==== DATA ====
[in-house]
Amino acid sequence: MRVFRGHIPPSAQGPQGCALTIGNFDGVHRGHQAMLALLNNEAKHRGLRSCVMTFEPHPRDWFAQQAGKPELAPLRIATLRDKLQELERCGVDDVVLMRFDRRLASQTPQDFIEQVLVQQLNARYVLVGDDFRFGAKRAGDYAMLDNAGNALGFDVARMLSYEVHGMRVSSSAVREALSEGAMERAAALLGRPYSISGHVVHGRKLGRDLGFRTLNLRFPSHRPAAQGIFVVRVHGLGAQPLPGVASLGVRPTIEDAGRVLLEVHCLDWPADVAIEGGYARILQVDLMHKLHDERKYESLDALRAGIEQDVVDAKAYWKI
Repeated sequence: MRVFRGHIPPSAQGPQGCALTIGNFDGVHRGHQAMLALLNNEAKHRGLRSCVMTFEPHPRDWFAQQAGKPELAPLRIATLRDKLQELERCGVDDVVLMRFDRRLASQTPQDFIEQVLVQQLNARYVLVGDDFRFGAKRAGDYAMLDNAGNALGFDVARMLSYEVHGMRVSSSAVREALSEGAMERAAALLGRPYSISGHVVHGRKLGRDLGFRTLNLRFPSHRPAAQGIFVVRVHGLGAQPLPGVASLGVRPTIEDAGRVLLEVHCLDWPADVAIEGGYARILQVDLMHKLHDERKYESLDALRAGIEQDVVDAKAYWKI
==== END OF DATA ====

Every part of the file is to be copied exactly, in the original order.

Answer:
[in-house]
Amino acid sequence: MRVFRGHIPPSAQGPQGCALTIGNFDGVHRGHQAMLALLNNEAKHRGLRSCVMTFEPHPRDWFAQQAGKPELAPLRIATLRDKLQELERCGVDDVVLMRFDRRLASQTPQDFIEQVLVQQLNARYVLVGDDFRFGAKRAGDYAMLDNAGNALGFDVARMLSYEVHGMRVSSSAVREALSEGAMERAAALLGRPYSISGHVVHGRKLGRDLGFRTLNLRFPSHRPAAQGIFVVRVHGLGAQPLPGVASLGVRPTIEDAGRVLLEVHCLDWPADVAIEGGYARILQVDLMHKLHDERKYESLDALRAGIEQDVVDAKAYWKI
Repeated sequence: MRVFRGHIPPSAQGPQGCALTIGNFDGVHRGHQAMLALLNNEAKHRGLRSCVMTFEPHPRDWFAQQAGKPELAPLRIATLRDKLQELERCGVDDVVLMRFDRRLASQTPQDFIEQVLVQQLNARYVLVGDDFRFGAKRAGDYAMLDNAGNALGFDVARMLSYEVHGMRVSSSAVREALSEGAMERAAALLGRPYSISGHVVHGRKLGRDLGFRTLNLRFPSHRPAAQGIFVVRVHGLGAQPLPGVASLGVRPTIEDAGRVLLEVHCLDWPADVAIEGGYARILQVDLMHKLHDERKYESLDALRAGIEQDVVDAKAYWKI